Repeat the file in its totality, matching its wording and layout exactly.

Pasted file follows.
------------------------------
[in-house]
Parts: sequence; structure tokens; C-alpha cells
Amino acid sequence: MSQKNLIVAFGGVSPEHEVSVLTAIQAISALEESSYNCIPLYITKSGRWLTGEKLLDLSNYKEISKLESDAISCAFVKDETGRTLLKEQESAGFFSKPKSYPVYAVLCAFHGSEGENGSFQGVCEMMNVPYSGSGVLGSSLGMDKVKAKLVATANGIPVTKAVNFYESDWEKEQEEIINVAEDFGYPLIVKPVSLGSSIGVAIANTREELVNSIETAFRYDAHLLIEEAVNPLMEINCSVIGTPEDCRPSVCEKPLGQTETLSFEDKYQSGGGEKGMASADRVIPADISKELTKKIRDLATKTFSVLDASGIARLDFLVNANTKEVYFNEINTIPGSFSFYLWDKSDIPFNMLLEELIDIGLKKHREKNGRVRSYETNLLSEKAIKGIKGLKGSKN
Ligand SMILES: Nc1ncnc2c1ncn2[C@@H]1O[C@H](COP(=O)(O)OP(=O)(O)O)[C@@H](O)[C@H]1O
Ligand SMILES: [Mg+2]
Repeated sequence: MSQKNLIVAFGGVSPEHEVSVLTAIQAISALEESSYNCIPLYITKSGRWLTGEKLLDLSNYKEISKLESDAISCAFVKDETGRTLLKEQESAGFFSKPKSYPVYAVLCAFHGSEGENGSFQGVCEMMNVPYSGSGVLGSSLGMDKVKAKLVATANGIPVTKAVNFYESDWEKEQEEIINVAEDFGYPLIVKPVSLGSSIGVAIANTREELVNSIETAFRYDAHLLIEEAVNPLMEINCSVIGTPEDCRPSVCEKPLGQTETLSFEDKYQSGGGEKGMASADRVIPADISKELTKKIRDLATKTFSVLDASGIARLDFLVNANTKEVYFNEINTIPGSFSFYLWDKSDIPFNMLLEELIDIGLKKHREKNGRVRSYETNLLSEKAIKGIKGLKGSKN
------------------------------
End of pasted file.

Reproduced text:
[in-house]
Parts: sequence; structure tokens; C-alpha cells
Amino acid sequence: MSQKNLIVAFGGVSPEHEVSVLTAIQAISALEESSYNCIPLYITKSGRWLTGEKLLDLSNYKEISKLESDAISCAFVKDETGRTLLKEQESAGFFSKPKSYPVYAVLCAFHGSEGENGSFQGVCEMMNVPYSGSGVLGSSLGMDKVKAKLVATANGIPVTKAVNFYESDWEKEQEEIINVAEDFGYPLIVKPVSLGSSIGVAIANTREELVNSIETAFRYDAHLLIEEAVNPLMEINCSVIGTPEDCRPSVCEKPLGQTETLSFEDKYQSGGGEKGMASADRVIPADISKELTKKIRDLATKTFSVLDASGIARLDFLVNANTKEVYFNEINTIPGSFSFYLWDKSDIPFNMLLEELIDIGLKKHREKNGRVRSYETNLLSEKAIKGIKGLKGSKN
Ligand SMILES: Nc1ncnc2c1ncn2[C@@H]1O[C@H](COP(=O)(O)OP(=O)(O)O)[C@@H](O)[C@H]1O
Ligand SMILES: [Mg+2]
Repeated sequence: MSQKNLIVAFGGVSPEHEVSVLTAIQAISALEESSYNCIPLYITKSGRWLTGEKLLDLSNYKEISKLESDAISCAFVKDETGRTLLKEQESAGFFSKPKSYPVYAVLCAFHGSEGENGSFQGVCEMMNVPYSGSGVLGSSLGMDKVKAKLVATANGIPVTKAVNFYESDWEKEQEEIINVAEDFGYPLIVKPVSLGSSIGVAIANTREELVNSIETAFRYDAHLLIEEAVNPLMEINCSVIGTPEDCRPSVCEKPLGQTETLSFEDKYQSGGGEKGMASADRVIPADISKELTKKIRDLATKTFSVLDASGIARLDFLVNANTKEVYFNEINTIPGSFSFYLWDKSDIPFNMLLEELIDIGLKKHREKNGRVRSYETNLLSEKAIKGIKGLKGSKN